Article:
In the months after the war, the disagreement and rancor between the two sides grew. Hezbollah felt its hand had been strengthened by the war, and it pushed for more power in government. In October, six opposition ministers resigned from the Cabinet, including all five Shi'ite representatives.
Two events in November brought tensions to a peak. The first was the assassination of Industry Minister Pierre Gemayel, the sixth anti-Syrian politician killed in the last two years. That heightened anger in the March 14 camp, especially among Christian followers of Gemayel's Phalange party.
The second event followed just a week and a half later, when hundreds of thousands of opposition supporters took to the streets in a mass antigovernment protest.
The protests were led by Hezbollah, but with heavy participation from its main Christian ally, the Free Patriotic Movement led by former General Michel Aoun. The opposition wants what it calls a national unity government, in which it would have enough Cabinet seats to veto key decisions.
They also want a new electoral law and early parliamentary elections. Analysts say this would likely strengthen the opposition bloc and possible give them an outright majority in parliament.
The March 14 Forces have their own demands. They want a new president to replace the pro-Syrian Emil Lahoud, and an international tribunal to try those accused of assassinating Gemayel, Hariri and other political figures.
Hezbollah expert Amal Saad-Ghorayeb is a visiting fellow with the Carnegie Endowment for International Peace.
"So I think once an agreement is worked out, if and when it is worked out, it will necessarily have to include all these other outstanding issues as well, lest there be a buildup later on, and tensions again," he noted. "Even if they form a national unity government and no other issue is resolved, at a later date these other issues will resurface. So they have to solve them, I think, more or less at the same time."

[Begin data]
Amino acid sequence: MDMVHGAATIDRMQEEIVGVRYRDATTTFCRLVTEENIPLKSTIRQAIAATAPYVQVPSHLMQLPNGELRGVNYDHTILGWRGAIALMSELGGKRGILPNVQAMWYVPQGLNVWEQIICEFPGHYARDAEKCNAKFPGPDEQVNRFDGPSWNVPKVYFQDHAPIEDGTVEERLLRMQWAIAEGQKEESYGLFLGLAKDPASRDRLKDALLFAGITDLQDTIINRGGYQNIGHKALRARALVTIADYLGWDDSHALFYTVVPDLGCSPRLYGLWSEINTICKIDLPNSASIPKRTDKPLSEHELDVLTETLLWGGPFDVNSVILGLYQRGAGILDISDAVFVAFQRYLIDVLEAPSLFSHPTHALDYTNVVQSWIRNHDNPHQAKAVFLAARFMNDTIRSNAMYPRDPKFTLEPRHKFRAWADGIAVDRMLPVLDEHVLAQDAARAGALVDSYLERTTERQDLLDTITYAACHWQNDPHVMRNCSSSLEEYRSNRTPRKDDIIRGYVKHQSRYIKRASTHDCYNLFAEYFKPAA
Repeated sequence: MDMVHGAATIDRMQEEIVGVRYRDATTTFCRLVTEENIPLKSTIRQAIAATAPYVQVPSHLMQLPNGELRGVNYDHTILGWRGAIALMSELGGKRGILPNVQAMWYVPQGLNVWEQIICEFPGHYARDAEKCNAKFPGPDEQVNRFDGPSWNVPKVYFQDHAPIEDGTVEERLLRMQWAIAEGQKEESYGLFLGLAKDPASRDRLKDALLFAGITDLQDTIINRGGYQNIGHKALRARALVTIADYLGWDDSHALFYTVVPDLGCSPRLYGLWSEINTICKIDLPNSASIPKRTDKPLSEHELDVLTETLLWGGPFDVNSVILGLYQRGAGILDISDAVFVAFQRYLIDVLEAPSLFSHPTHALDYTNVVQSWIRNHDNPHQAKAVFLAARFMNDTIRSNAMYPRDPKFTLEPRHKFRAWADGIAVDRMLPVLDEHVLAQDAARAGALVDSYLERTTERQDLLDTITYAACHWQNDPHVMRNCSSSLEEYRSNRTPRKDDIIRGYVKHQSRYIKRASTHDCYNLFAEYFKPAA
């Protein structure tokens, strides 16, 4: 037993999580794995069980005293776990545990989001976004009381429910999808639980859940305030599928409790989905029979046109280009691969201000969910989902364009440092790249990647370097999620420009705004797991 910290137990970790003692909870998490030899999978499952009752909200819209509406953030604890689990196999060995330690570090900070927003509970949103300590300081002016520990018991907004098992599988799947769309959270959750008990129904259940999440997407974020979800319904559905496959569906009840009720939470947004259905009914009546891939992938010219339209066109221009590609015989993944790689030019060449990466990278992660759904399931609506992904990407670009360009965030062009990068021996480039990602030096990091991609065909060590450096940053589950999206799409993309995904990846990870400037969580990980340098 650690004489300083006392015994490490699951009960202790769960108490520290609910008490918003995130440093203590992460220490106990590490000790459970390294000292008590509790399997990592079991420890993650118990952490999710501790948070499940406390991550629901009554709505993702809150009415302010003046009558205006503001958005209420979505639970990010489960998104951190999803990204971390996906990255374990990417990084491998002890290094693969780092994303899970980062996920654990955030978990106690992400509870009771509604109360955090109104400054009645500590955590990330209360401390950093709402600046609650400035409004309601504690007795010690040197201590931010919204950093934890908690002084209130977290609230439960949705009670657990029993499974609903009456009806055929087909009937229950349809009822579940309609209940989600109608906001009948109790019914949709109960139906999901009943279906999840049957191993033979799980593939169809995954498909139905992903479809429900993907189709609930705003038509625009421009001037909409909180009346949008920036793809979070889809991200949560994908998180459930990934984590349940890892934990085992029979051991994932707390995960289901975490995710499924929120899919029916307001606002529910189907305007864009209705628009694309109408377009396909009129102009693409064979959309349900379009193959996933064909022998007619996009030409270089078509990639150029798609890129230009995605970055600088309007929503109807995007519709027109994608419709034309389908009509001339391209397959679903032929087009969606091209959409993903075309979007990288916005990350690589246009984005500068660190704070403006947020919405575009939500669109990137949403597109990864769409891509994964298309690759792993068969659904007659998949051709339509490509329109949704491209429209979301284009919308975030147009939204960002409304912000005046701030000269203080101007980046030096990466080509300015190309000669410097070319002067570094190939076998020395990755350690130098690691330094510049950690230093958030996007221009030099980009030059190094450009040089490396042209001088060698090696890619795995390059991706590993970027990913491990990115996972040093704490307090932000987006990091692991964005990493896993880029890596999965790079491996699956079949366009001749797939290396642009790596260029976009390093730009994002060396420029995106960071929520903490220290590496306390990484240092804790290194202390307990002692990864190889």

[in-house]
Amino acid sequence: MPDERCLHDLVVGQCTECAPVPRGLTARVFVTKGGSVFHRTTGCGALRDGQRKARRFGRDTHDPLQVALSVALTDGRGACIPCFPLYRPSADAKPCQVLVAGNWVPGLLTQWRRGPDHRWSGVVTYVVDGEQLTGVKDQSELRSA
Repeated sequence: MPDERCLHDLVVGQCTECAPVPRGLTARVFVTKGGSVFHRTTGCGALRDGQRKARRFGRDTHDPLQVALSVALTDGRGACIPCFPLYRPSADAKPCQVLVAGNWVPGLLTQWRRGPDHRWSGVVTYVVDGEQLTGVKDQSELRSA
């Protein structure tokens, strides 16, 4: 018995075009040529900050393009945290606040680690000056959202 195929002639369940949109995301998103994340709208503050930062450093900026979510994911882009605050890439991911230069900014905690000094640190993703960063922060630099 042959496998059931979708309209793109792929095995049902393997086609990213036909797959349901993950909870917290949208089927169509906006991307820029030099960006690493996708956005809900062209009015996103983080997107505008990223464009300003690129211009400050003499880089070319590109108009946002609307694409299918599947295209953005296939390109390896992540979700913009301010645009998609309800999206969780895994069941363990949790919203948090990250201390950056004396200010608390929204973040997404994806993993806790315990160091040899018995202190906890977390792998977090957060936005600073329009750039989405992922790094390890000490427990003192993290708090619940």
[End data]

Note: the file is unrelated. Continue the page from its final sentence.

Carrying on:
As the protests went on, the rhetoric on both sides grew nastier, and clashes broke out between supporters of rival factions, who in the Muslim community are largely divided along sectarian lines. At least one Shi'ite opposition member was killed in fighting between Sunni government supporters and Shi'ite opposition activists, raising new fears that Lebanon could slip back into sectarian civil war. But Saad-Ghorayeb says the current political divide does not really fall along sectarian lines.
"I think it's very interesting that, as dangerous as this political divide currently is, I think one positive thing it's achieved is that you no longer see this very strict division between sect and political party. You do have crosscutting allegiances now, which never existed before," he explained. "And this could, I think, to some extent promote less communally-based politics in the future, [and more] more issue-based politics, perhaps. Perhaps we're seeing the emergence of that in a very nascent form, that identity politics could be replaced with issue-based politics in the future."
If and when Lebanon's political crisis is resolved, other issues remain. Postwar rebuilding has begun, but Hezbollah and the March 14 camp differ sharply over the reconstruction plan. In the final weeks of the year, thousands of families still have only U.N.-donated tents to shelter them from a bitterly cold winter.